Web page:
We then determined minimum expression threshold for reliable quantification of transcription and translation of genes. To this end, we measured the reproducibility of the independent biological replicates in ribosome profiling and compared variation in the inter-replicates with that from counting statistics [12,22] (Fig 2). For the genes with less aligned reads, binominal partitioning predominated the variation in the biological inter-replicates (i.e., variation predicted from counting statistics was similar to that in the inter-replicates). However, when more reads are available, approximately more than 125 RPM, the effect of binomial partitioning was attenuated and other sources of variation (e.g., individual differences) became larger (i.e., variation in the inter-replicates was larger than that from counting statistics). Therefore, we selected the genes with more than 125 RPM for downstream analyses.

Fig 2. Determination of minimum read counts for downstream analyses.

For reliable downstream measurements, minimum read counts were determined using the independent biological replicates of ribosome profiling (immediately after exercise). For each gene, the fraction of reads (read counts of one replicate divided by total read counts derived from both replicates) was calculated. Based on average read counts, genes were binned and standard deviation (SD) of the fraction was computed for each bin. The SD for counting statistics between the replicates was predicted using binominal partitioning of the read counts. The minimum read count (125 RPM) is indicated by a dashed line from where error between biological replicates becomes stably larger than error from counting statistics. RPM: Reads Per Million.

To investigate the global features of transcriptional and translational profiles, principal component analysis was carried out (Fig 3). Intriguingly, there were notable distinctions between transcription and translation as well as with and without exercise. The translational profiles were clearly different from those in transcription independent of exercise stimuli. Exercise-induced changes in translational profiles were larger than those in transcription. These results suggest that majority of translation and transcription can be regulated separately even at a basal resting condition and that exercise can induce larger changes in translation than in transcription immediately after a single bout of endurance exercise.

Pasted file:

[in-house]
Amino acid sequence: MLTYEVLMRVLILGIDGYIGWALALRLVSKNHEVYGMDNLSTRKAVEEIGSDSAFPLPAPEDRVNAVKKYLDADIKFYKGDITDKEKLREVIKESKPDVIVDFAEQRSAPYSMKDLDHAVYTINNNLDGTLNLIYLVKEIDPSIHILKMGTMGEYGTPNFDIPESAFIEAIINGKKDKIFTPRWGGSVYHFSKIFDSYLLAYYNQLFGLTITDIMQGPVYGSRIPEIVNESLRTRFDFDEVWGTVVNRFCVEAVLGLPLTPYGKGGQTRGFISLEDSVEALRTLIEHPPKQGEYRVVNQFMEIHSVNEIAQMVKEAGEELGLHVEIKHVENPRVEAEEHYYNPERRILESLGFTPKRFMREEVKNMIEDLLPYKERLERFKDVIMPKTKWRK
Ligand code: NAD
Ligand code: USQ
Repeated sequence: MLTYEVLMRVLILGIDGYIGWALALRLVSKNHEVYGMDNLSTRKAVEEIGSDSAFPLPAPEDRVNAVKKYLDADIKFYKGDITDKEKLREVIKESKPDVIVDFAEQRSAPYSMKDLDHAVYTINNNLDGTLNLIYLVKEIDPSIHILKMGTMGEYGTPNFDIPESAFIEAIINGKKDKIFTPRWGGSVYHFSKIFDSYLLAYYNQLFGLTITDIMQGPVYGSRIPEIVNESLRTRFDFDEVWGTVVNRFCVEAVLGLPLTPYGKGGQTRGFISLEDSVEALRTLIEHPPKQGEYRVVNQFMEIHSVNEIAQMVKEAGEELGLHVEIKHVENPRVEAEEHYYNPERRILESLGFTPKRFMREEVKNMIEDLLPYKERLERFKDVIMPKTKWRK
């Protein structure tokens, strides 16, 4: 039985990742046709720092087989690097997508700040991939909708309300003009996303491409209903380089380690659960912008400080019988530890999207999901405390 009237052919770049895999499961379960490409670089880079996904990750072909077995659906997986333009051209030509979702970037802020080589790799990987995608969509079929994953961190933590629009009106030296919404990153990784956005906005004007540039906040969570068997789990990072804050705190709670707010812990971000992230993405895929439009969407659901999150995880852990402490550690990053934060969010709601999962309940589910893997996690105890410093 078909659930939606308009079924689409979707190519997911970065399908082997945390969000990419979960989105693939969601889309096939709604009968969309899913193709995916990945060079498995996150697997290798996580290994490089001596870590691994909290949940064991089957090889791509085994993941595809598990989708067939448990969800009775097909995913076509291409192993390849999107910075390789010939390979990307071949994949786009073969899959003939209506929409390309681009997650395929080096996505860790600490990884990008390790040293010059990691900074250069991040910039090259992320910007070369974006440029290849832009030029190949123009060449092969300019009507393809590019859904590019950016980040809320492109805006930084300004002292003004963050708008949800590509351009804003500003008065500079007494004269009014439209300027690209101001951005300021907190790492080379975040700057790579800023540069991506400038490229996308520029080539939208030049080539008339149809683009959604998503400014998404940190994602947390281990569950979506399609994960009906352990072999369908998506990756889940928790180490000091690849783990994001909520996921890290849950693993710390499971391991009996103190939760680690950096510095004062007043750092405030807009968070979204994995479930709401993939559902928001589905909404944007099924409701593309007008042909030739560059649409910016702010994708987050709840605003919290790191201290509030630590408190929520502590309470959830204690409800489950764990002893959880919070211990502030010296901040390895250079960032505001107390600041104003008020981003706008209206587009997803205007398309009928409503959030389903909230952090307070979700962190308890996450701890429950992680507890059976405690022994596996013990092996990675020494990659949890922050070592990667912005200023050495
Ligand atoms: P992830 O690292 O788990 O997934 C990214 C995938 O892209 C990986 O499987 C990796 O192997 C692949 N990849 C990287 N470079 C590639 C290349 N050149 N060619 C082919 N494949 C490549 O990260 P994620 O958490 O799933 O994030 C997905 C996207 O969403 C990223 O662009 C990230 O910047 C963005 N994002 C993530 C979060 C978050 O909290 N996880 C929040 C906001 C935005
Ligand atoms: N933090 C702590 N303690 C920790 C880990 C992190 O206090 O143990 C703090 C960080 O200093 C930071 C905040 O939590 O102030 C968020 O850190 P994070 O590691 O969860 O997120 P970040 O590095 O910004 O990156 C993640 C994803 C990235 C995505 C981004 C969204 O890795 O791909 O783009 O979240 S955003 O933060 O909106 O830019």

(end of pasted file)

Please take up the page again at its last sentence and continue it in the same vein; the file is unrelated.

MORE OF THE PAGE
Fig 3. Principal component analysis of mRNA-Seq and ribosome profiling.

Principal component analysis was conducted for each replicate targeting genes with more than 125 RPM (n = 1011). The replicates belonging to the same condition were circle together. The replicate derived from mRNA-Seq or ribosome profiling was surrounded by a rectangle colored in grey or black, respectively.

To identify differentially expressed genes at transcriptional and translational levels, we compared the expression with and without exercise (S3 Fig). At transcriptional and translational levels, 26 and 37 genes were differentially expressed (P < 0.01), respectively (S1 Table). Using those genes, pathway enrichment analysis was conducted and showed that a pathway related to amino acid metabolism was commonly enriched both in transcription and translation (S2 and S3 Tables). Other pathways, associated with innate immunity, generic transcription, ion channel transport, phagosome, and glucose metabolism, were enriched only in the differentially regulated translation genes (S2 and S3 Tables).